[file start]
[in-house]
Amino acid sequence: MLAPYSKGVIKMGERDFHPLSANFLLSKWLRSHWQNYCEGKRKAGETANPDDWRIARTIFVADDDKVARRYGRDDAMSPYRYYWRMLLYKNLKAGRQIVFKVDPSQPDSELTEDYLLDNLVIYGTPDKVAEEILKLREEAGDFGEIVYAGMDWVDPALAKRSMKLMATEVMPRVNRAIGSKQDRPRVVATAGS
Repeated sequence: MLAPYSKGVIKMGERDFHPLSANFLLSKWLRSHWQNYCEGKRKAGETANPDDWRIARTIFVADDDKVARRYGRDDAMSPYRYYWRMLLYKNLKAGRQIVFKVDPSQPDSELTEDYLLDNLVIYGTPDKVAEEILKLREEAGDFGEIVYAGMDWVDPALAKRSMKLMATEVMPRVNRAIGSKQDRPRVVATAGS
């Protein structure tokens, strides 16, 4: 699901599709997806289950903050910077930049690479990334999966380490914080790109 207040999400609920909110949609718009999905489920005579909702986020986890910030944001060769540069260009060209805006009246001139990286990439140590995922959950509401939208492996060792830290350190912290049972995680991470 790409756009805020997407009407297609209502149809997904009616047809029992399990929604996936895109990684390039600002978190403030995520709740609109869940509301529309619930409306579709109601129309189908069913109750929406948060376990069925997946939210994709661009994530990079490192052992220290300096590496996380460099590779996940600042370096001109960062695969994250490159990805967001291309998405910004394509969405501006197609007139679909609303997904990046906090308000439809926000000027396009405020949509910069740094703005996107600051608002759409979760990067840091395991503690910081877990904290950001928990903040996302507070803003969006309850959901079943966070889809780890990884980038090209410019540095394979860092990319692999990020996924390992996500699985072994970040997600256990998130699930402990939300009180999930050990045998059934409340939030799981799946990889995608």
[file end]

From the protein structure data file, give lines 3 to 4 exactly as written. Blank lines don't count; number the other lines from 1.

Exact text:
Repeated sequence: MLAPYSKGVIKMGERDFHPLSANFLLSKWLRSHWQNYCEGKRKAGETANPDDWRIARTIFVADDDKVARRYGRDDAMSPYRYYWRMLLYKNLKAGRQIVFKVDPSQPDSELTEDYLLDNLVIYGTPDKVAEEILKLREEAGDFGEIVYAGMDWVDPALAKRSMKLMATEVMPRVNRAIGSKQDRPRVVATAGS
């Protein structure tokens, strides 16, 4: 699901599709997806289950903050910077930049690479990334999966380490914080790109 207040999400609920909110949609718009999905489920005579909702986020986890910030944001060769540069260009060209805006009246001139990286990439140590995922959950509401939208492996060792830290350190912290049972995680991470 790409756009805020997407009407297609209502149809997904009616047809029992399990929604996936895109990684390039600002978190403030995520709740609109869940509301529309619930409306579709109601129309189908069913109750929406948060376990069925997946939210994709661009994530990079490192052992220290300096590496996380460099590779996940600042370096001109960062695969994250490159990805967001291309998405910004394509969405501006197609007139679909609303997904990046906090308000439809926000000027396009405020949509910069740094703005996107600051608002759409979760990067840091395991503690910081877990904290950001928990903040996302507070803003969006309850959901079943966070889809780890990884980038090209410019540095394979860092990319692999990020996924390992996500699985072994970040997600256990998130699930402990939300009180999930050990045998059934409340939030799981799946990889995608």